Sushi Restaurant

If you are looking for a good, yet unusual cuisine, going to a sushi restaurant may be what you are looking for. However, there are some notable differences between a high quality sushi restaurant and other restaurants. First, depending on the style of the restaurant, the sushi restaurant may resemble a bar more than a restaurant. Fast food quality sushi, like found in Japan, is served through a conveyor belt, where you select the type of sushi you desire as it passes over the conveyor. You are then charged for your sushi based off of the color or number on the plate you have selected. This type of sushi restaurant, however, is most commonly found in Japan.

In western cultures, a sushi restaurant is more likely to resemble a truer restaurant, where a waiter or waitress takes your order and your sushi is custom made for you. This is done because many people are not sure what they are ordering, so the waiter or waitress can explain the differences between the different types of sushi available.

The most important thing to remember when you go to a sushi restaurant is that raw fish is the star of the restaurant. While cooked dishes, such as tempura, is commonly available, the prized dishes of the sushi restaurant will typically contain raw fish. While there are efforts to include vegetarian dishes, do not be surprised if your options are limited. The more authentic the sushi restaurant, the less vegetarian choices you will have available to you.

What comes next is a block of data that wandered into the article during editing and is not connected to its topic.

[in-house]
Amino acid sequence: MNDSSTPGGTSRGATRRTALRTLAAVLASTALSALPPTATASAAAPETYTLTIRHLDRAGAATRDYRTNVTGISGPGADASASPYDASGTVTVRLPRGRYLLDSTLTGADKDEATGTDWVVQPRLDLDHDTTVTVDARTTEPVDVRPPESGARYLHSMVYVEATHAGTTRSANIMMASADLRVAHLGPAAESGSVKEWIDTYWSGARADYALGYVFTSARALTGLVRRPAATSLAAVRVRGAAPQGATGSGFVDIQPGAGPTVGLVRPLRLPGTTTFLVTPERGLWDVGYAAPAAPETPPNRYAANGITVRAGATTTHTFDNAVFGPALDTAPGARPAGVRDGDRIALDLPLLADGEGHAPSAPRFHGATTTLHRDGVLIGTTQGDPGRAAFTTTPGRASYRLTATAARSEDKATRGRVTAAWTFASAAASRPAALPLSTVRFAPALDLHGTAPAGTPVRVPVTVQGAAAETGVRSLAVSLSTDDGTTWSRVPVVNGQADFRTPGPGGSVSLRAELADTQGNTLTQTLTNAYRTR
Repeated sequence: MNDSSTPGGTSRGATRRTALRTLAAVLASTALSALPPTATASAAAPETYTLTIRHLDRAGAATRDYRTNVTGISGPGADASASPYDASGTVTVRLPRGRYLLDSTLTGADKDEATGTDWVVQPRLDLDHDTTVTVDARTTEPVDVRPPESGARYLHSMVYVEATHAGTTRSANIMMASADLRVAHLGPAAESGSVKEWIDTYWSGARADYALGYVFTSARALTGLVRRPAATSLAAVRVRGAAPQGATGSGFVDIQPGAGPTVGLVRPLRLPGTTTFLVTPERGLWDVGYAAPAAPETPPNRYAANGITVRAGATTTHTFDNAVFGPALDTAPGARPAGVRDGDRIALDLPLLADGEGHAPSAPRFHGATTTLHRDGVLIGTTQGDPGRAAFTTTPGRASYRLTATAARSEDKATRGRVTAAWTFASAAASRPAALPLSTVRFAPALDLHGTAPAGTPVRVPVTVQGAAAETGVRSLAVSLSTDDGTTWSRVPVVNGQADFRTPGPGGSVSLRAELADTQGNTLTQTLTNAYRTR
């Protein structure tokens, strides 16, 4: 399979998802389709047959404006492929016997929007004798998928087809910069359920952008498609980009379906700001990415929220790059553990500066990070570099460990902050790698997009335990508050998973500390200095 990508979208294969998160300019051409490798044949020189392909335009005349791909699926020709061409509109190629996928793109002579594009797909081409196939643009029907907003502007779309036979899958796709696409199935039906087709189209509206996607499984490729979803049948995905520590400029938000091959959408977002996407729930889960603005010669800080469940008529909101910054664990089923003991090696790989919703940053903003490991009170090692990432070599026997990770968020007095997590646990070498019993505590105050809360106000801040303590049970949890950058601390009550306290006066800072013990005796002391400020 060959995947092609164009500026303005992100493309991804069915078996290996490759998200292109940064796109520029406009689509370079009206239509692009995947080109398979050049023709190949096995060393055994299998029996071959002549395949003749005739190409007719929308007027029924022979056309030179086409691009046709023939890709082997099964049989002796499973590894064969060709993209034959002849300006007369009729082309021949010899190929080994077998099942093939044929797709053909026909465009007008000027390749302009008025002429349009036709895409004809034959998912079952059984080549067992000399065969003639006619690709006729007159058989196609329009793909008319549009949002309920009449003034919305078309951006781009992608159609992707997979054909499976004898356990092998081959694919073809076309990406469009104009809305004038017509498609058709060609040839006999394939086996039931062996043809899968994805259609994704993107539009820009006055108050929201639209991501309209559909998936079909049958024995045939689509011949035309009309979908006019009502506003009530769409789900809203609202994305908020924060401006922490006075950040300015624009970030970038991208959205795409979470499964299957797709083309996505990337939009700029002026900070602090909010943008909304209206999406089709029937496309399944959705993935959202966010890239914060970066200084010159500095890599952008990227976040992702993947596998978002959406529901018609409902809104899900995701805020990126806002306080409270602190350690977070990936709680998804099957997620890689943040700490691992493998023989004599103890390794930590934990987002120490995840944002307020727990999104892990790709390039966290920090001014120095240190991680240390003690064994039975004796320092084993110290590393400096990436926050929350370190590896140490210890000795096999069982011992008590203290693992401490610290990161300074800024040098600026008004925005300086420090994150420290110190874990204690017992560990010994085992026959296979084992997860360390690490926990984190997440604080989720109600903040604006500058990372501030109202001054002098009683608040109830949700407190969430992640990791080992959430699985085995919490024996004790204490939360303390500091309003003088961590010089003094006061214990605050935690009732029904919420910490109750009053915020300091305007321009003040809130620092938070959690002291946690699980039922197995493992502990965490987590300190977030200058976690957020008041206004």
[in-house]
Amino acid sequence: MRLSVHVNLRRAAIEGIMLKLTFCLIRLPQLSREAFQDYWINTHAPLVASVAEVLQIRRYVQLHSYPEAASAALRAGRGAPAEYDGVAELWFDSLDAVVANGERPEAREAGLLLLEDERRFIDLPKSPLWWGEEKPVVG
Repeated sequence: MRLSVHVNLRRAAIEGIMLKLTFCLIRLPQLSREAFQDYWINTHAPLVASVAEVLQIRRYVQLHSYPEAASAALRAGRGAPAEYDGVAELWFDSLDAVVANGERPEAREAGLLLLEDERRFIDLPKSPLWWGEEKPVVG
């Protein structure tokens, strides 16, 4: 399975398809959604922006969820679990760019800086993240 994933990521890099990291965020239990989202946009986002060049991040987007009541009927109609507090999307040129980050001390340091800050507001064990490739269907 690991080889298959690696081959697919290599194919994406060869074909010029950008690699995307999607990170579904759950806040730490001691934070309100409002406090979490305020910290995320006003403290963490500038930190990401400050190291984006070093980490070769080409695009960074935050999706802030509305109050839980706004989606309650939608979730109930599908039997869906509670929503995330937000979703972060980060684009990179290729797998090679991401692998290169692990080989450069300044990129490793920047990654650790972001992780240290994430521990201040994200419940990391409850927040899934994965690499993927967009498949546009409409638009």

In addition to this, the more authentic the sushi restaurant, the odder the choices may seem. In addition to the sashimi and nigiri many people are familiar with, cones of temaki may be available. These cones of nori must be eaten quickly, or the nori will absorb the moisture from the ingredients inside and become difficult to eat.

One of the most distinctive parts of going to a sushi restaurant is the inclusion of nori, or seaweed, into virtually every sushi dish. While sashimi does not include nori, almost every other sushi dish has it. Nori has a unique flavor, which is either loved or hated. If you do not like nori, sashimi and nigiri are your only realistic options to avoid it. Temaki, maki and inari all use nori as a primary ingredient.

When you are at a sushi restaurant, the tool of choice is the chopsticks. While sushi can be eaten with your fingers, it is considered polite to attempt to use your chopsticks when possible. Temaki is designed to be eaten with your fingers, as the cones are too large to be handled easily. Sushi from fast food or carry out may be eaten with your fingers, as these dishes were originally created as a finger food for those at theaters and at festivals.